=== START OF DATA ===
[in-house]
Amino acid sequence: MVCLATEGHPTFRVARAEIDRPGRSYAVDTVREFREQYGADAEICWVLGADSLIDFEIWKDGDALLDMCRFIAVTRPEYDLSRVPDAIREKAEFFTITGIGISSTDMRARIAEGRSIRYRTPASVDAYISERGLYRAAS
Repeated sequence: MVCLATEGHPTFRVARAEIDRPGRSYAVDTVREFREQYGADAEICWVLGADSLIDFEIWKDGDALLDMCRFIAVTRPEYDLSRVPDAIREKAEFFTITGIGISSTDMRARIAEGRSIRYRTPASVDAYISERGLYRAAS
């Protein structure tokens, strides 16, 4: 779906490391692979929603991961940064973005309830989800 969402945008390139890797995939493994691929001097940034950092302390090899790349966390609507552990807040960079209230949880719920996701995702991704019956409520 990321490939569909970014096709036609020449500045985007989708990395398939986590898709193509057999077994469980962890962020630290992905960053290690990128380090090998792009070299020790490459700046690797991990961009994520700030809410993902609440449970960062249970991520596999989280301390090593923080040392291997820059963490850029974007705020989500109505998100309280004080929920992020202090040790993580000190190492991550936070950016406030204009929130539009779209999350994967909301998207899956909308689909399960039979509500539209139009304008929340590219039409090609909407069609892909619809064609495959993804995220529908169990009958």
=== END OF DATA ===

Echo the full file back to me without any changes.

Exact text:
[in-house]
Amino acid sequence: MVCLATEGHPTFRVARAEIDRPGRSYAVDTVREFREQYGADAEICWVLGADSLIDFEIWKDGDALLDMCRFIAVTRPEYDLSRVPDAIREKAEFFTITGIGISSTDMRARIAEGRSIRYRTPASVDAYISERGLYRAAS
Repeated sequence: MVCLATEGHPTFRVARAEIDRPGRSYAVDTVREFREQYGADAEICWVLGADSLIDFEIWKDGDALLDMCRFIAVTRPEYDLSRVPDAIREKAEFFTITGIGISSTDMRARIAEGRSIRYRTPASVDAYISERGLYRAAS
């Protein structure tokens, strides 16, 4: 779906490391692979929603991961940064973005309830989800 969402945008390139890797995939493994691929001097940034950092302390090899790349966390609507552990807040960079209230949880719920996701995702991704019956409520 990321490939569909970014096709036609020449500045985007989708990395398939986590898709193509057999077994469980962890962020630290992905960053290690990128380090090998792009070299020790490459700046690797991990961009994520700030809410993902609440449970960062249970991520596999989280301390090593923080040392291997820059963490850029974007705020989500109505998100309280004080929920992020202090040790993580000190190492991550936070950016406030204009929130539009779209999350994967909301998207899956909308689909399960039979509500539209139009304008929340590219039409090609909407069609892909619809064609495959993804995220529908169990009958």